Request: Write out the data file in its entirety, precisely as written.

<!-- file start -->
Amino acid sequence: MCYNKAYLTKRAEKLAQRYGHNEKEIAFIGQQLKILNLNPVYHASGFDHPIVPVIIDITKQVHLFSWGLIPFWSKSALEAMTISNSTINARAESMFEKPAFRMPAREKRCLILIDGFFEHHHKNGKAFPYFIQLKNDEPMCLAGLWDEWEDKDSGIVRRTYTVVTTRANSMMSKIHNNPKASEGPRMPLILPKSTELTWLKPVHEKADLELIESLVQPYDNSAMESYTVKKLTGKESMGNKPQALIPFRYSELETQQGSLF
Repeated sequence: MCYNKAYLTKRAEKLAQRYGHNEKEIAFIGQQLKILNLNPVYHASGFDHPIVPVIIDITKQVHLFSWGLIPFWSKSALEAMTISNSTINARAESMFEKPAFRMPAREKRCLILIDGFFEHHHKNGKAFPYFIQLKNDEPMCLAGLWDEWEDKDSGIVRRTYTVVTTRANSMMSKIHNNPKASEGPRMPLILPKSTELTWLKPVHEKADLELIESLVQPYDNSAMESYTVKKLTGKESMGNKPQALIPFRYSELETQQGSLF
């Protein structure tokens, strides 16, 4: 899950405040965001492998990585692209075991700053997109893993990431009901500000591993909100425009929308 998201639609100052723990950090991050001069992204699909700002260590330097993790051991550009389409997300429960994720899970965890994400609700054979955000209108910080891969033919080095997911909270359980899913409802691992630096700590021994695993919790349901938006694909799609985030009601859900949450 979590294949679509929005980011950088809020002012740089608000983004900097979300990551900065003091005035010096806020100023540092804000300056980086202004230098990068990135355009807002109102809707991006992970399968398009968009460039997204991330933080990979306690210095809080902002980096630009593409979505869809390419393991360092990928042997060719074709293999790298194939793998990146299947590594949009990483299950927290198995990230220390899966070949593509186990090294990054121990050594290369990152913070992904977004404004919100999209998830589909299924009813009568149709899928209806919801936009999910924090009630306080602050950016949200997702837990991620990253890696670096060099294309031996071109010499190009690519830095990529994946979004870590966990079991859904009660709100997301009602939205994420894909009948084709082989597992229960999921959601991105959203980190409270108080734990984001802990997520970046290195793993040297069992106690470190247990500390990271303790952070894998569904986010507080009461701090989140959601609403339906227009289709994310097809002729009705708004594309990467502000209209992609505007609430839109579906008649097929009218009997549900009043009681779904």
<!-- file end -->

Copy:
Amino acid sequence: MCYNKAYLTKRAEKLAQRYGHNEKEIAFIGQQLKILNLNPVYHASGFDHPIVPVIIDITKQVHLFSWGLIPFWSKSALEAMTISNSTINARAESMFEKPAFRMPAREKRCLILIDGFFEHHHKNGKAFPYFIQLKNDEPMCLAGLWDEWEDKDSGIVRRTYTVVTTRANSMMSKIHNNPKASEGPRMPLILPKSTELTWLKPVHEKADLELIESLVQPYDNSAMESYTVKKLTGKESMGNKPQALIPFRYSELETQQGSLF
Repeated sequence: MCYNKAYLTKRAEKLAQRYGHNEKEIAFIGQQLKILNLNPVYHASGFDHPIVPVIIDITKQVHLFSWGLIPFWSKSALEAMTISNSTINARAESMFEKPAFRMPAREKRCLILIDGFFEHHHKNGKAFPYFIQLKNDEPMCLAGLWDEWEDKDSGIVRRTYTVVTTRANSMMSKIHNNPKASEGPRMPLILPKSTELTWLKPVHEKADLELIESLVQPYDNSAMESYTVKKLTGKESMGNKPQALIPFRYSELETQQGSLF
């Protein structure tokens, strides 16, 4: 899950405040965001492998990585692209075991700053997109893993990431009901500000591993909100425009929308 998201639609100052723990950090991050001069992204699909700002260590330097993790051991550009389409997300429960994720899970965890994400609700054979955000209108910080891969033919080095997911909270359980899913409802691992630096700590021994695993919790349901938006694909799609985030009601859900949450 979590294949679509929005980011950088809020002012740089608000983004900097979300990551900065003091005035010096806020100023540092804000300056980086202004230098990068990135355009807002109102809707991006992970399968398009968009460039997204991330933080990979306690210095809080902002980096630009593409979505869809390419393991360092990928042997060719074709293999790298194939793998990146299947590594949009990483299950927290198995990230220390899966070949593509186990090294990054121990050594290369990152913070992904977004404004919100999209998830589909299924009813009568149709899928209806919801936009999910924090009630306080602050950016949200997702837990991620990253890696670096060099294309031996071109010499190009690519830095990529994946979004870590966990079991859904009660709100997301009602939205994420894909009948084709082989597992229960999921959601991105959203980190409270108080734990984001802990997520970046290195793993040297069992106690470190247990500390990271303790952070894998569904986010507080009461701090989140959601609403339906227009289709994310097809002729009705708004594309990467502000209209992609505007609430839109579906008649097929009218009997549900009043009681779904």